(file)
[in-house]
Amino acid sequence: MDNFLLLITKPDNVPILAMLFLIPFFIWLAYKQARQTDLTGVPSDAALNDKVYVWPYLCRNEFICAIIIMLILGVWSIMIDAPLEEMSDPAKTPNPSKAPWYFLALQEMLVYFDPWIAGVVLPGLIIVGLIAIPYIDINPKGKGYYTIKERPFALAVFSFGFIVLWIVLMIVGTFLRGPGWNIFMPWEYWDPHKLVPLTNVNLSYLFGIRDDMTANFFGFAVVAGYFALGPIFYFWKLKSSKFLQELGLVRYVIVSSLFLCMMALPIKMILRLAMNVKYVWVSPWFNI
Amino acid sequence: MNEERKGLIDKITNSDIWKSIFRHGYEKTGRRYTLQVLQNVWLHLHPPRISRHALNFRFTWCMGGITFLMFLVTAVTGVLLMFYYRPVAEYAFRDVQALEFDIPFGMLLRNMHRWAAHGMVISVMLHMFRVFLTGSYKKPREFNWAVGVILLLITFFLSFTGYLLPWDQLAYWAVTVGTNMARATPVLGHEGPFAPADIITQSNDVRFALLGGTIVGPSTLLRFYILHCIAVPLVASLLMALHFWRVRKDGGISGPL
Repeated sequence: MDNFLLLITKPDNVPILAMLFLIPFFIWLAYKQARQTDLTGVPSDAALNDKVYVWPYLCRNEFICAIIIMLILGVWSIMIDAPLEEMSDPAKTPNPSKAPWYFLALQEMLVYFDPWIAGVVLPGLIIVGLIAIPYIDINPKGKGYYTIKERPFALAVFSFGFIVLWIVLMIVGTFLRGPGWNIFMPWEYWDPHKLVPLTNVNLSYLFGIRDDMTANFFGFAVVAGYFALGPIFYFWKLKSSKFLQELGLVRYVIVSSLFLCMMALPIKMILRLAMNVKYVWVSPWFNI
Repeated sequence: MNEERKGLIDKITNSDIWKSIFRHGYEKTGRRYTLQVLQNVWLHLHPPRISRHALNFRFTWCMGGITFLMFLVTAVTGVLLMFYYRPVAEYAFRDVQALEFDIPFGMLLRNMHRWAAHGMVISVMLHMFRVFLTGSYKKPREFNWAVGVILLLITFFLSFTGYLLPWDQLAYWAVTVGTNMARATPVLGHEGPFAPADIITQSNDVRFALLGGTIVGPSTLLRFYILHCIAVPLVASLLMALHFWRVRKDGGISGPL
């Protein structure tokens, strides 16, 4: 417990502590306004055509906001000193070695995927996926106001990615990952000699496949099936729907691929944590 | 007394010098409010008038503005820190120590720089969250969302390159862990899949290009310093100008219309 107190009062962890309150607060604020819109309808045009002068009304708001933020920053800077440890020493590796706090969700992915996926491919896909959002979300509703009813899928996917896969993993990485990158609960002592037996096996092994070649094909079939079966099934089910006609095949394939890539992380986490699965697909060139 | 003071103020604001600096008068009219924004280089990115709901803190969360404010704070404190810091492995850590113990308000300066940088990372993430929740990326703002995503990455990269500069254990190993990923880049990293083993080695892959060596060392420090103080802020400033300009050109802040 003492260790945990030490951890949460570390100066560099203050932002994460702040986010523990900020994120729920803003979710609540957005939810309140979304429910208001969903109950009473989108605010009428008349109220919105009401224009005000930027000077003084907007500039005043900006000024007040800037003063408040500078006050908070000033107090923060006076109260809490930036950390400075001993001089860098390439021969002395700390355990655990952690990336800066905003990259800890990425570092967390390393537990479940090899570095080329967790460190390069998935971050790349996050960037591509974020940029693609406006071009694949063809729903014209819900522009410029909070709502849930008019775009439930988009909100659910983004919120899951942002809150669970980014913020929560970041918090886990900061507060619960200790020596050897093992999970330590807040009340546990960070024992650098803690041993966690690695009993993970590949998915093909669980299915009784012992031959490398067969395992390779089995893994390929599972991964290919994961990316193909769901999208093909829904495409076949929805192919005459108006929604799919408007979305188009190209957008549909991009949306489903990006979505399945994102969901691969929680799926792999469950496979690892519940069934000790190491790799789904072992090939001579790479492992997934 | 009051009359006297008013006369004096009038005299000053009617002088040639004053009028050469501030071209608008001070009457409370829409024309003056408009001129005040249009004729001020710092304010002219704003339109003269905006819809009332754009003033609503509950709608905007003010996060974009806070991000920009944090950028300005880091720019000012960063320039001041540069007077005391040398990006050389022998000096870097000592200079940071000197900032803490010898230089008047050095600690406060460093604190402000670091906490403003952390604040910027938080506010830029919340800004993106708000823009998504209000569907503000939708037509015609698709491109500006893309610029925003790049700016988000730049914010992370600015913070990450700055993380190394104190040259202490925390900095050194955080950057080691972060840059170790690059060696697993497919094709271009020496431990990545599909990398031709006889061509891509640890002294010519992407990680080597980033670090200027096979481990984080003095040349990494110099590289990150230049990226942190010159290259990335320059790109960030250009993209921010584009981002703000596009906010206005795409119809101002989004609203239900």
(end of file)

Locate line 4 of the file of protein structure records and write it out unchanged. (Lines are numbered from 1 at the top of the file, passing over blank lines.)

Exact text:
Repeated sequence: MDNFLLLITKPDNVPILAMLFLIPFFIWLAYKQARQTDLTGVPSDAALNDKVYVWPYLCRNEFICAIIIMLILGVWSIMIDAPLEEMSDPAKTPNPSKAPWYFLALQEMLVYFDPWIAGVVLPGLIIVGLIAIPYIDINPKGKGYYTIKERPFALAVFSFGFIVLWIVLMIVGTFLRGPGWNIFMPWEYWDPHKLVPLTNVNLSYLFGIRDDMTANFFGFAVVAGYFALGPIFYFWKLKSSKFLQELGLVRYVIVSSLFLCMMALPIKMILRLAMNVKYVWVSPWFNI